Hillary’s all-white ticket out of step with diverse Democratic base

Now that the nightmare known as the Republican National Convention is over, it is time to take a look at the Democrats. Hillary Clinton has selected her pick for running mate, and her choice for vice president is Senator Tim Kaine. Was this a wise move, a missed opportunity, or a snub to the base of the party?

Clinton named Kaine as her choice while on the campaign trail in Florida, and the duo made their debut in a campaign stop in Miami on Saturday.

And in the soon-to-be post-Obama era, when many young people never saw a White House without black folks, or can barely remember it, can the Dems really get away with an all-white ticket?

Tim Kaine is a popular senator, former mayor of Richmond. and former governor from Virginia — a swing state, a fact which must have been part of Clinton’s calculus when looking at the Electoral College map. Not an exciting choice perhaps, maybe not a household name, but viewed as a safe bet and definitely experienced and ready. Plus, he has never lost an election, he has a son in the military, and he speaks fluent Spanish, which has been on display as he makes the rounds of the Spanish-language news show circuit.

A VP pick who speaks Spanish could prove a big plus with the Latino community, in an election season where the Donald will likely yield historic lows among Hispanic voters due to his anti-immigrant philosophy and border wall-building proclivities. But you know, there are lots of authentically Latino candidates to choose from. Housing and Urban Development secretary Julián Castro, who is Mexican American and represents the future of the party and the country, is a prime example. So too is Secretary of Labor Tom Perez, who was the last progressive standing on the VP short list, the last person of color, and a lawyer of Dominican heritage who has dedicated his career to civil rights.

And there are people such as Sen. Cory Booker from New Jersey — young, dynamic and possessing the energy you need in a campaign season like no other.  Granted, Booker as VP would have helped upset the Democrats’ chances of winning back the Senate, as Gov. Chris Christie, a Republican, would have appointed his successor. But once again, there are many black people to choose from.

Hillary could not have won the nomination without the support of the melanin-heavy base of the Democratic party. There are likely many voters of color who will be disappointed, and progressives who were feeling the Bern or hoping for a running mate in the mold of Elizabeth Warren will have much to say about this.  Kaine is very much like Clinton, cut from the same cloth and perceived as being a part of the corporate, neo-liberal, New Democrat wing of the party.

This is a year when economic populism and racial inequality have been on the minds of the public. Further, we are witnessing a nation in the middle of a dramatic demographic shift and an inevitable majority-brown and black population in the coming years. Yet Clinton played it safe. Sen. Kaine is a free trader who supported NAFTA and the Trans-Pacific Partnership and has received the third highest proportion of his contributions from Wall Street. Plus, he has angered labor with his support for right to work laws, is pushing for bank deregulation and is accused of helping banks dodge consumer protection standards.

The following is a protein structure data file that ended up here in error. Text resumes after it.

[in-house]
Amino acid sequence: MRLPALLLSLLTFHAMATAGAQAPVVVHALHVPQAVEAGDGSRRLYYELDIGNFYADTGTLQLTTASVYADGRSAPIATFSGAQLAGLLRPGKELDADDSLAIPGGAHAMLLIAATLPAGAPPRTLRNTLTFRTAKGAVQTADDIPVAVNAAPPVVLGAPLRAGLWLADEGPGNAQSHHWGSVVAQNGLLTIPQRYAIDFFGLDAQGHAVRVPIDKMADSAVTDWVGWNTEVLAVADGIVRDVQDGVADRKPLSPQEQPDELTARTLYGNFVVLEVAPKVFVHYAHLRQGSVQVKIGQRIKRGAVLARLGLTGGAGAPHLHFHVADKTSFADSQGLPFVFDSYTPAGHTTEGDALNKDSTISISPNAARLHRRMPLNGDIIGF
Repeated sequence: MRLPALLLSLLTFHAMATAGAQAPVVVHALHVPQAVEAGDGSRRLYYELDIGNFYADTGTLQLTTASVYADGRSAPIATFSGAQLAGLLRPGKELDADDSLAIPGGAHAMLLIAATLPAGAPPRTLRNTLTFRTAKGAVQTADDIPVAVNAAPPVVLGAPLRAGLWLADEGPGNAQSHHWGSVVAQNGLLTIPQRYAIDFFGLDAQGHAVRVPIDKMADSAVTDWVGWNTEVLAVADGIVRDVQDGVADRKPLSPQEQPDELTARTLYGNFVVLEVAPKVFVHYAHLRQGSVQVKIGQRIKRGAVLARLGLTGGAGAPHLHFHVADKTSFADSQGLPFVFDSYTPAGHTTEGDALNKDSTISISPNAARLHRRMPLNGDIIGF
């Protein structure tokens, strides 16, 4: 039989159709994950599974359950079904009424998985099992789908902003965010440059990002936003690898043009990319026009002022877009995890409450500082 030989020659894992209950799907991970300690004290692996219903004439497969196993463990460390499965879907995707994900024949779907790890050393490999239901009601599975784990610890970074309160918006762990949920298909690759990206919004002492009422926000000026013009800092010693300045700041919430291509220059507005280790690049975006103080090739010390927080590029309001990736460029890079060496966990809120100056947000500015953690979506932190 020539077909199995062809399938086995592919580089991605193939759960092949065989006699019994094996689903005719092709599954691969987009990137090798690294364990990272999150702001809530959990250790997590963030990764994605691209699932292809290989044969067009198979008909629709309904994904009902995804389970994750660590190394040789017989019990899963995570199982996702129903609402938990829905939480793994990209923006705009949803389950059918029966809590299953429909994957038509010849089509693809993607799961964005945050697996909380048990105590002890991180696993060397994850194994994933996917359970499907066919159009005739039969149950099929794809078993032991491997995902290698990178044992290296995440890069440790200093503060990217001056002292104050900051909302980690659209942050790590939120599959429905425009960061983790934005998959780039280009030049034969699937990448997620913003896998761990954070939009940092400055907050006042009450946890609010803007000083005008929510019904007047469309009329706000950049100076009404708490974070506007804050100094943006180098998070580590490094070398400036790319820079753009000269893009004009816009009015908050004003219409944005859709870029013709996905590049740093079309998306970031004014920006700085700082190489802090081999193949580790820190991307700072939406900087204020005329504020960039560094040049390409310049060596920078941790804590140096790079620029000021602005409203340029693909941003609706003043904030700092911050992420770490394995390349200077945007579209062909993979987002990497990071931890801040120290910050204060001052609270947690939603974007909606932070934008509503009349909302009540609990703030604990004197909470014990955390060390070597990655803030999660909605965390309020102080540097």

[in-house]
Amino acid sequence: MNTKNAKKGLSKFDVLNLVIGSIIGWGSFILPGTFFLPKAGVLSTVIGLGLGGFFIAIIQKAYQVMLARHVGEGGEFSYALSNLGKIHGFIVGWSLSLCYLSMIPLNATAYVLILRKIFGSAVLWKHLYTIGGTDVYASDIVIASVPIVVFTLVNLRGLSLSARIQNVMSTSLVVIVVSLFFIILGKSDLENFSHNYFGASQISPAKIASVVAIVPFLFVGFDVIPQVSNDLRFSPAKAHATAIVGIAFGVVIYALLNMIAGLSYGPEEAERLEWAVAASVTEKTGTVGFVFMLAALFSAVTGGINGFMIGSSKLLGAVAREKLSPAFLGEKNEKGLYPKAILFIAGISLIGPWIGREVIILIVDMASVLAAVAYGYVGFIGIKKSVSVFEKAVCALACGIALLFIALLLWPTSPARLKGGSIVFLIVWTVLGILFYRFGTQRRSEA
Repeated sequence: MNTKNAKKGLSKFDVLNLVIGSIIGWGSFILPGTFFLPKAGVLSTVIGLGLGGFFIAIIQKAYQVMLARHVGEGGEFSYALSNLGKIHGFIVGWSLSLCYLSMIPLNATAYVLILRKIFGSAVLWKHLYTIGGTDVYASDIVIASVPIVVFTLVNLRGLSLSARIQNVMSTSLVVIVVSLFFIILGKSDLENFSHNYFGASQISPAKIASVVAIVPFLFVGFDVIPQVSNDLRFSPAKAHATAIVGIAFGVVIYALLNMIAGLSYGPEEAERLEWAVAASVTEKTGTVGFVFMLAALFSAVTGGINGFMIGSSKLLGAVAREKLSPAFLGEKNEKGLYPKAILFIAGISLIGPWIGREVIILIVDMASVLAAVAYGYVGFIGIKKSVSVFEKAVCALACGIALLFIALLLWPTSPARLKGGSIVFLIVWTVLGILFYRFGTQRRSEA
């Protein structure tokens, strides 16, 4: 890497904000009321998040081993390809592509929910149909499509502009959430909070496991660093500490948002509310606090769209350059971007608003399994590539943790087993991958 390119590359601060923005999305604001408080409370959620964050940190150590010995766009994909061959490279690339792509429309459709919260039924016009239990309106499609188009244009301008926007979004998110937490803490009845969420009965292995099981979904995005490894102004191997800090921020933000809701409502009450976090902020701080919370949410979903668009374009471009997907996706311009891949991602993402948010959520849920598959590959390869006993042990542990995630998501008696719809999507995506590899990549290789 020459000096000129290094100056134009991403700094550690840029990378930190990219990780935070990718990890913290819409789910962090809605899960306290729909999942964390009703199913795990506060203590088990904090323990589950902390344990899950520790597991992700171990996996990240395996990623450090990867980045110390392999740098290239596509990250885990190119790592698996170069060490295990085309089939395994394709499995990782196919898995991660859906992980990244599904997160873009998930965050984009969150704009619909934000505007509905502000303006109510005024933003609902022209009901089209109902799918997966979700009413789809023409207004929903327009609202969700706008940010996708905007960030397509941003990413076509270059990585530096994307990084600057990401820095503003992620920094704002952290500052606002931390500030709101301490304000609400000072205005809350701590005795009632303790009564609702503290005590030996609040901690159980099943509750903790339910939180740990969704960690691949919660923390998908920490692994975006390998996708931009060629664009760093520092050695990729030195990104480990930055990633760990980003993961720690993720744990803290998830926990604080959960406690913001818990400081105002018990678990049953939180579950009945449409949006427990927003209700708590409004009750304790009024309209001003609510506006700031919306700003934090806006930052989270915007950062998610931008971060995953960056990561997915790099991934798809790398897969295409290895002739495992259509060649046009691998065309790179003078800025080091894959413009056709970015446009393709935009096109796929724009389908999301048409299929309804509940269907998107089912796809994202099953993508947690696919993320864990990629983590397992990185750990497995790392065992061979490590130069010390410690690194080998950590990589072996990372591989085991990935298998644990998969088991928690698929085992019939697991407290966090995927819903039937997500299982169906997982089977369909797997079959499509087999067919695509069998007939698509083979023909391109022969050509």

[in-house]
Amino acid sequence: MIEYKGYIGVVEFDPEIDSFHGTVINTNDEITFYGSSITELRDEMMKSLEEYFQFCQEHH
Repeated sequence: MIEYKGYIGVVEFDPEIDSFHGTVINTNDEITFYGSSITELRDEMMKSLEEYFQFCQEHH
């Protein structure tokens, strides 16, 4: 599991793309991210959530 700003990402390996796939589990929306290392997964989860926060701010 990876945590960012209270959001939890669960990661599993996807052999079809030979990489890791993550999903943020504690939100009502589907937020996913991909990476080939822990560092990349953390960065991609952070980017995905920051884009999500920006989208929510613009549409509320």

Perhaps assuming she has the people of color vote on lock — and maybe not caring what the liberal base cares about and assuming they have nowhere else to go — Hillary made a safe bet. But how safe is it, really? Picking Kaine and running an all-white ticket, as opposed to having a running mate of color, could be a subliminal message to white men that everything is ok, and they need not worry.  But that type of racial appeal to the hardworking whites did not serve Clinton well in her 2008 primary match against Obama. Moreover, don’t try to beat Trump at the white nationalism game. White men who are gravitating toward Trump are doing so precisely because they do not like Secretary Clinton. Do we really believe that having Tim Kaine on the ticket will change their minds? And is that risk worth taking if it means dampening excitement among your base voters?

Making it all white doesn’t make it alright. We thought we saw the end of the all-white Democratic ticket. We expect that from the GOP, because they are the party of white pride under Trump, and we know how that story ends — because some folks are doubling down on whiteness as a reaction to diversity. Surely the Dems have their sights on beating Trump, who would prove a disaster for African-Americans and Americans in general. But in the process, Clinton must ensure she does not take us for granted.

Follow David A. Love on Twitter at @davidalove